The iron mountain drawing room club: a legacy of learning.
Iron Mountain, Michigan was founded in 1879 when ore deposits were discovered beneath the area's towering trees. It grew quickly--to 8,000 individuals in seven years--with the influx of miners and merchants hoping to profit from the nearby Chapin Mine. Still, because of its distance from any major city, it was considered a bit of a cultural backwater.
It was in this environment that the women-only Drawing Room Club (DRC) was established by Mrs. A.M. Tuten and Mrs. Oliver Evans. Meeting for the first time in 1890, a constitution was immediately drawn up. Article II summed up the group's goal: "The club is organized for the purpose of intellectual culture."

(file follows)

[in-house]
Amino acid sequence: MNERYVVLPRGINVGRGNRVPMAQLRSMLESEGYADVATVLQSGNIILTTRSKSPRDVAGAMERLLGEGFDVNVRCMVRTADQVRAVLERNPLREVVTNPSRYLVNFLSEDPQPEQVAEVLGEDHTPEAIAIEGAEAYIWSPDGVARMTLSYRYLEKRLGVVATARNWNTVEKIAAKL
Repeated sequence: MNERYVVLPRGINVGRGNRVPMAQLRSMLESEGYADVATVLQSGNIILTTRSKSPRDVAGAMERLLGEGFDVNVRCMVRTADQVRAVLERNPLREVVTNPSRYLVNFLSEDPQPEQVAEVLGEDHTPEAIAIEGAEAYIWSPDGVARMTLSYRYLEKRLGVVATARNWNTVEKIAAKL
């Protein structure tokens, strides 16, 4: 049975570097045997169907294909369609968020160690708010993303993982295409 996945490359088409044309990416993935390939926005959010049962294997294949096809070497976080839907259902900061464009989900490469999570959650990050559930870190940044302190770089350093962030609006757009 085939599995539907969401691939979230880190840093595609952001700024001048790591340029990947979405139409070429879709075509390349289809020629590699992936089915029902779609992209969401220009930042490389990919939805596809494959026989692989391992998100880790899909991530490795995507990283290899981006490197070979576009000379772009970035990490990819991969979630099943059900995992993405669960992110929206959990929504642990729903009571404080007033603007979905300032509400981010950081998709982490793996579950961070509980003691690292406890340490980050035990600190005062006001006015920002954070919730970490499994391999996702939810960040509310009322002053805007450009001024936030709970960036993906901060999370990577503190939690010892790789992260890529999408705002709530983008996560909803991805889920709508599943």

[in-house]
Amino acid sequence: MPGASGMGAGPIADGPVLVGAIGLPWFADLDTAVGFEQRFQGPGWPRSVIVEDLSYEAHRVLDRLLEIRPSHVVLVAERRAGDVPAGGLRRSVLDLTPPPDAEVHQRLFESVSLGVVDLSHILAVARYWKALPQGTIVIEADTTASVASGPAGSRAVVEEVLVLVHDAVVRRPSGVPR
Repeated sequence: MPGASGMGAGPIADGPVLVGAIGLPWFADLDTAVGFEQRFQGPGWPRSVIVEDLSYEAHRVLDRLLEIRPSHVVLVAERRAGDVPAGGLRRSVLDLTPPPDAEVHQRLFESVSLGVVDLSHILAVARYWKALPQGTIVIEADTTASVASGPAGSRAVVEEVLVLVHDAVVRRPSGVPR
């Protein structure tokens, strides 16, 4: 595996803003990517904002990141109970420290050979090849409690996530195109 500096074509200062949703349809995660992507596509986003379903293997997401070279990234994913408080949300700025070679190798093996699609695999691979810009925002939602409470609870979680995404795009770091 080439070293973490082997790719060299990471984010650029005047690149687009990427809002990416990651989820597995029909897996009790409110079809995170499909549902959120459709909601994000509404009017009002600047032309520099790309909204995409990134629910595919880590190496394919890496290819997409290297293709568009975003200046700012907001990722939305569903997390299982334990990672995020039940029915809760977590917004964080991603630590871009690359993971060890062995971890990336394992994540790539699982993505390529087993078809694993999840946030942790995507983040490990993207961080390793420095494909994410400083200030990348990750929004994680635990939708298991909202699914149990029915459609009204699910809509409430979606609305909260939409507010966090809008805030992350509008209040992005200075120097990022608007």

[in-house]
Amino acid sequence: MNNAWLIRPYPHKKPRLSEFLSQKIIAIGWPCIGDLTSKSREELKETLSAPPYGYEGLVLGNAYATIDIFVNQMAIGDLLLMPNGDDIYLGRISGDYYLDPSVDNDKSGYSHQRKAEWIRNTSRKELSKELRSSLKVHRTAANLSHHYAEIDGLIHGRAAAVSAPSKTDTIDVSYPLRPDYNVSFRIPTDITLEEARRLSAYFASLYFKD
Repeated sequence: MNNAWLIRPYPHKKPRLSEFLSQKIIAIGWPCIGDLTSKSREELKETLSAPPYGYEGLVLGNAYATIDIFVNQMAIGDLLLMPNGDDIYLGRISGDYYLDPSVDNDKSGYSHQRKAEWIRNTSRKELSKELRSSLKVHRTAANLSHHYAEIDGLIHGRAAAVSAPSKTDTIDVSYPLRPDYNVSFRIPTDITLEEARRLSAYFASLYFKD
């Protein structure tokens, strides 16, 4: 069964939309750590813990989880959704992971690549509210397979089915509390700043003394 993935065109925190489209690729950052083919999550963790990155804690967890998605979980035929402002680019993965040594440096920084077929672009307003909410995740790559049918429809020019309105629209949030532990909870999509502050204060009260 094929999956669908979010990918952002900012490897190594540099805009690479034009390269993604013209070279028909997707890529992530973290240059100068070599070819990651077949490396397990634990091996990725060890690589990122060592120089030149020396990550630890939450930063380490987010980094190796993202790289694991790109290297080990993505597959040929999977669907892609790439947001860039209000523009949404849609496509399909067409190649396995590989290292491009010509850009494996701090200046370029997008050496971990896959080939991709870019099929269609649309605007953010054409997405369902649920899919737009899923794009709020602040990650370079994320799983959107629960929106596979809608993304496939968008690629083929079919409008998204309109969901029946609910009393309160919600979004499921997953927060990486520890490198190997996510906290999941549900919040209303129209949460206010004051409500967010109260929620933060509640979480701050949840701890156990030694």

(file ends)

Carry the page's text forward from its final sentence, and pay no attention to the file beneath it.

The club rules set the tone for all future meetings:
* Aim to study, not create literature.
* Beware of long quotations. "Brevity is the soul of wit."
* Let but one talk at a time and that one talk only of the matter in hand.
* Start no side conferences; whispering is poor wisdom and bad manners.
* Be as willing to expose ignorance as to parade knowledge.
* Come prepared. Begin and close to the minute.
* Meet all discouragements with grit and industry.
From the start, this was intended to be a forum for serious study.